• Socrates-Detroit March 1, 2024 at 11:10 pm #

      I don’t know about double, but I agree with you, Nordstream 2 was a HUGE deal. It wasn’t conjured as a public works project.

      It would have increased gas supplies to Europe considerably, and it would be RELIABLE. Even before the Russian Army moved to liberate Luhansk and Donetsk, the old pipeline through the Ukraine had proven to be less than reliable–largely due to Ukranian operators.

      Berman said we need to reduce energy use. I agree. He said reducing energy use will hurt economic growth and lower living standards. I somewhat agree. One can have less “stuff” and still live well.

      MOST INTERESTING–he said the current energy production situation will last another 4-6 months, then supply will start to decline, and by the end of the decade, US production (and hence global supply) will be down markedly, so prices will go up.

      The European public is phase one of energy reduction–the embargo of Russian oil and gas led to increases in energy cost and “deindustrialization”. That’s what will be coming to the US.

      The European people already have less stuff, so perhaps their reactions will be mild. I think Americans’ reactions will be harsher and more… volatile. We will see.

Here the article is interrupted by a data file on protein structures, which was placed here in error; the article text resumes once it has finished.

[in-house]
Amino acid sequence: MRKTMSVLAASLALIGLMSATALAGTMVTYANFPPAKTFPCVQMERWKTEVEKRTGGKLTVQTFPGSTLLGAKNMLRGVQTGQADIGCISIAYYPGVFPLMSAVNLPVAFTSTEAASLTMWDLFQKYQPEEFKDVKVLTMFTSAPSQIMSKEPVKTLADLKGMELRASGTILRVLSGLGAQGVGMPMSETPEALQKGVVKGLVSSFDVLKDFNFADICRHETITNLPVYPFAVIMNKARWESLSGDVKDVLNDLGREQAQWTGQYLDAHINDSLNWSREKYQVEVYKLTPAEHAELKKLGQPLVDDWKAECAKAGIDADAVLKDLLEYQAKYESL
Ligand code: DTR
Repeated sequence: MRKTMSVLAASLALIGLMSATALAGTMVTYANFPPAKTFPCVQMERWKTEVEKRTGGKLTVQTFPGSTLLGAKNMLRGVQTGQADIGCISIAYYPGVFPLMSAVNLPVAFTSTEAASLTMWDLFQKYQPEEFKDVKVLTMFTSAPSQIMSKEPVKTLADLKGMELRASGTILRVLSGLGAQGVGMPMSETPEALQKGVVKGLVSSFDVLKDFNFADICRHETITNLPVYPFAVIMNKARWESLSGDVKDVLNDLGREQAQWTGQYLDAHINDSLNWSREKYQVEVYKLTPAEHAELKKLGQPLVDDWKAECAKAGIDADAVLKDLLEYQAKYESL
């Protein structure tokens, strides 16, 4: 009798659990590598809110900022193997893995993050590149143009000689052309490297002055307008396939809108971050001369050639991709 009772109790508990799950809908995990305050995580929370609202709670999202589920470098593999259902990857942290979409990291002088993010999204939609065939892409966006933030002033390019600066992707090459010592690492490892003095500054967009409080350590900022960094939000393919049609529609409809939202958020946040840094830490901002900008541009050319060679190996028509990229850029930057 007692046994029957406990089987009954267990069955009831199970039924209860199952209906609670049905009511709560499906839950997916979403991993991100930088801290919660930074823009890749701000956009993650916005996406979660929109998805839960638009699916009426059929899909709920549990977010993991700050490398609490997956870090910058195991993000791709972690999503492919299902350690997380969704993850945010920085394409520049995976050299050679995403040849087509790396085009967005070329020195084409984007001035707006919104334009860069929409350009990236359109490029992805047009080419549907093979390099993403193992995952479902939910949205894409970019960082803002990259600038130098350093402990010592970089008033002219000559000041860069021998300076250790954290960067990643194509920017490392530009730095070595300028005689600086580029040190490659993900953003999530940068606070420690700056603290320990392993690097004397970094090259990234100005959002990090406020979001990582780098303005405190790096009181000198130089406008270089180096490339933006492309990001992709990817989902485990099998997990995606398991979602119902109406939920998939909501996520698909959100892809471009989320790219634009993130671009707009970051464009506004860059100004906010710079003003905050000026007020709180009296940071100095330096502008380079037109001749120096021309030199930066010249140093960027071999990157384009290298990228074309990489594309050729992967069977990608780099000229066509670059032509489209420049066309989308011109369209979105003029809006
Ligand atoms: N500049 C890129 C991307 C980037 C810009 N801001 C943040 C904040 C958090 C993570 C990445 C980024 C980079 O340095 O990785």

• VeldesX March 2, 2024 at 4:08 pm #

        Well, avoiding Ukraine was the whole point of the NordStream 2. The two shutoffs for nonpayment during the Yushchenko regime shook western confidence in Russia’s supply obligations. Putin was convinced Ukraine could never be brought to pay until they were separated from the western suppliers on the end of the line.

        NordStream 2 was designed to do just that: fully supply western customers without Ukraine on the tap. If Ukraine failed to pay, then shutoffs would occur. If the west preferred to supply Ukraine from their end, then they would have to pay as the terminal in Germany would be the entry point and Gazprom could reduce the outflow to match Ukraine’s need, forcing the west to stop such a thing.

        This was known in Germany but the priority for them was reliable gas flow at a stable predictable price. The United States had a different priority after overthrowing the pro-Russian Ukrainian government: preserving Ukraine’s crucial chokehold on gas flowing westward.

        Now that they’ve destroyed NordStream 2, Germany still gets half its original supply via the single surviving Nordstream 1 pipe. The Yamal pipe through Poland provides the rest, while the Ukraine pipes still carry the same supply to eastern and southern Europe as before the war.

  3. cowbell81 February 16, 2024 at 3:12 pm #